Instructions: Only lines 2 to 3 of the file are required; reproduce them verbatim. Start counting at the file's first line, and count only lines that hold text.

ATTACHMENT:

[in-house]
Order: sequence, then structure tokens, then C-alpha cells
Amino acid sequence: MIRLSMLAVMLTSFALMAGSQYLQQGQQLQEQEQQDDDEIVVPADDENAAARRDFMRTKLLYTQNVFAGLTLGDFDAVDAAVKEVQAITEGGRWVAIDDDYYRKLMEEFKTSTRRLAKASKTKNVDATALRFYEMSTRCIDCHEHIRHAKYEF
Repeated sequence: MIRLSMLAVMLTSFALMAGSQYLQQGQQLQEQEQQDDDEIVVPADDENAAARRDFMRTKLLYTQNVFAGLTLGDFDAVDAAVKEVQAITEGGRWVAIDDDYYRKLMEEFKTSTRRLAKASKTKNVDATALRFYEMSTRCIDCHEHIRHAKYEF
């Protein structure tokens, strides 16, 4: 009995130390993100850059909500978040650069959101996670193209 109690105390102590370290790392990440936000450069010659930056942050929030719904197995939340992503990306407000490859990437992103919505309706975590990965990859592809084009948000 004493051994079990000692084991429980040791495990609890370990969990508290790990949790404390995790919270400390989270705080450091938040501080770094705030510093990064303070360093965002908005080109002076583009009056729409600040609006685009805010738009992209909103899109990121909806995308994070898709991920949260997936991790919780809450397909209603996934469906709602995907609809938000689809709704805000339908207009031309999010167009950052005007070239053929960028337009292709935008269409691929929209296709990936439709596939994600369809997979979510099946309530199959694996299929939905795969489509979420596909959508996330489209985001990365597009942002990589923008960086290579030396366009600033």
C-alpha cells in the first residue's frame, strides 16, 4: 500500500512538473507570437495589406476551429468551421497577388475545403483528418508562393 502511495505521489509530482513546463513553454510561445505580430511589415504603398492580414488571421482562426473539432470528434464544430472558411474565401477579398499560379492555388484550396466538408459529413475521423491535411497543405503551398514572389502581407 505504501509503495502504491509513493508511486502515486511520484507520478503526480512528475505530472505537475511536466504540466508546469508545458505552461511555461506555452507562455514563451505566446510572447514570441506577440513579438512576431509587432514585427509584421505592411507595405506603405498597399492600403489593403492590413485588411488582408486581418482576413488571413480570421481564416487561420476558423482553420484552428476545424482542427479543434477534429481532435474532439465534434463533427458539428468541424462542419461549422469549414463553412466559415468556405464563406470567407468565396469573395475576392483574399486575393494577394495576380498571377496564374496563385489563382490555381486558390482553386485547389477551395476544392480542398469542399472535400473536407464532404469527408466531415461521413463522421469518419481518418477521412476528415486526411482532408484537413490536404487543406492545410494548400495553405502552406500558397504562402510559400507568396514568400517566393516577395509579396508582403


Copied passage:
Order: sequence, then structure tokens, then C-alpha cells
Amino acid sequence: MIRLSMLAVMLTSFALMAGSQYLQQGQQLQEQEQQDDDEIVVPADDENAAARRDFMRTKLLYTQNVFAGLTLGDFDAVDAAVKEVQAITEGGRWVAIDDDYYRKLMEEFKTSTRRLAKASKTKNVDATALRFYEMSTRCIDCHEHIRHAKYEF